Llywdd / President and Nuc Co-ordinator- Dave Roberts
How do you become a beekeeper? You start off with a pocket full of marbles. Every time you think of beekeeping, you throw away a marble and when you have lost them all …….!
I first got involved in beekeeping at school (1959) but continued thinking about bees after I left. I read all the books I could get hold of and kept thinking “shall I” then “maybe not”.
I started work but kept an interest in bees whenever possible but never took that final step. I was a forestry contractor all my working life which involved working all over the UK and Southern Ireland so there was no time for beekeeping until I packed in that side of the business.
I still found beekeeping books to read and the internet helped me to find out more about bees and keeping them. One evening I stumbled upon the SCBKA website and spotted the beginner’s course. I told my wife I was going on the course to either get it out of my system or become a beekeeper.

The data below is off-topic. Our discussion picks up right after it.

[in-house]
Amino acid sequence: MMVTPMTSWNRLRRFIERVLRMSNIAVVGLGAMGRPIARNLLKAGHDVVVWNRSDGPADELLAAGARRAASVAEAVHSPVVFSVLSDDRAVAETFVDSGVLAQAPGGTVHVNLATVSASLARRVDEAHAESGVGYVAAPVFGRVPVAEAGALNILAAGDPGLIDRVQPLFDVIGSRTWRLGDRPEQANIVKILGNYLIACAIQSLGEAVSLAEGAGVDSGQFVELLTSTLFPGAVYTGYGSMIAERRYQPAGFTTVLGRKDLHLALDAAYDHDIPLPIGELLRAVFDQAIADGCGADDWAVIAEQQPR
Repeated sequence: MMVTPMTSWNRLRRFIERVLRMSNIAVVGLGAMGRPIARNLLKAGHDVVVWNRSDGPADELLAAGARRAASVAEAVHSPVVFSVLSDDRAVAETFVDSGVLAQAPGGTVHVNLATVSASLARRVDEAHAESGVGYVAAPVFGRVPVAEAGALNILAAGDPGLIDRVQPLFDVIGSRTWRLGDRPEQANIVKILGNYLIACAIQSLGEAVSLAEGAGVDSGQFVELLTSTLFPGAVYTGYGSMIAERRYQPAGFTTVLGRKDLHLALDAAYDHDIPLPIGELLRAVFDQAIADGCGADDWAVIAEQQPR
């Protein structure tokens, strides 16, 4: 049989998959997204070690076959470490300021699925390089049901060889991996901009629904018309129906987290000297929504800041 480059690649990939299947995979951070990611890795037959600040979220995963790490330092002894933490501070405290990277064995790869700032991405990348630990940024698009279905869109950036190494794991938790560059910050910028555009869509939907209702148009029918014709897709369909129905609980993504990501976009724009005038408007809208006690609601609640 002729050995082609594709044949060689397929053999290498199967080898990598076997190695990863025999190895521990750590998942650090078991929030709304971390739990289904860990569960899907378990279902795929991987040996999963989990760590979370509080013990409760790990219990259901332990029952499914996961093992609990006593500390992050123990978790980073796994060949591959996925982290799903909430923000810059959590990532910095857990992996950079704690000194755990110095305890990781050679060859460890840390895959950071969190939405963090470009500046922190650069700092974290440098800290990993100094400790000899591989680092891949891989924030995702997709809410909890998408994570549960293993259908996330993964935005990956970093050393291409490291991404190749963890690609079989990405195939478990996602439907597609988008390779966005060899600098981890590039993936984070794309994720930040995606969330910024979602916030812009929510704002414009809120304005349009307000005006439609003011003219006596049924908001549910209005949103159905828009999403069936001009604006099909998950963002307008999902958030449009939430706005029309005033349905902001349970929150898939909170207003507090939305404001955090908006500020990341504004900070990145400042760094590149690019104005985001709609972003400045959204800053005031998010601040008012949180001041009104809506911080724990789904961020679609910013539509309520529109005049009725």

I am now a beekeeper and love it. I should have done it years before! I have 4 colonies but very little interest in producing a large crop of honey to sell. Just enough for the bees and me is fine. Happiness is seeing the bees emerge (from a WBC) in spring having made it through the winter.
In my nuc co-ordinator role, I try really hard to keep our bees local by linking those looking for bees with nearby sellers.
I try not to cause too much mayhem as a committee member, still do a bit of firewood selling, and am the local mole catcher in the summer months.
keeper; you know, a beekeeper with one hive at the bottom of the garden producing enough honey to cover the cost of equipment and supply family, friends and my own modest needs – yes that naïve.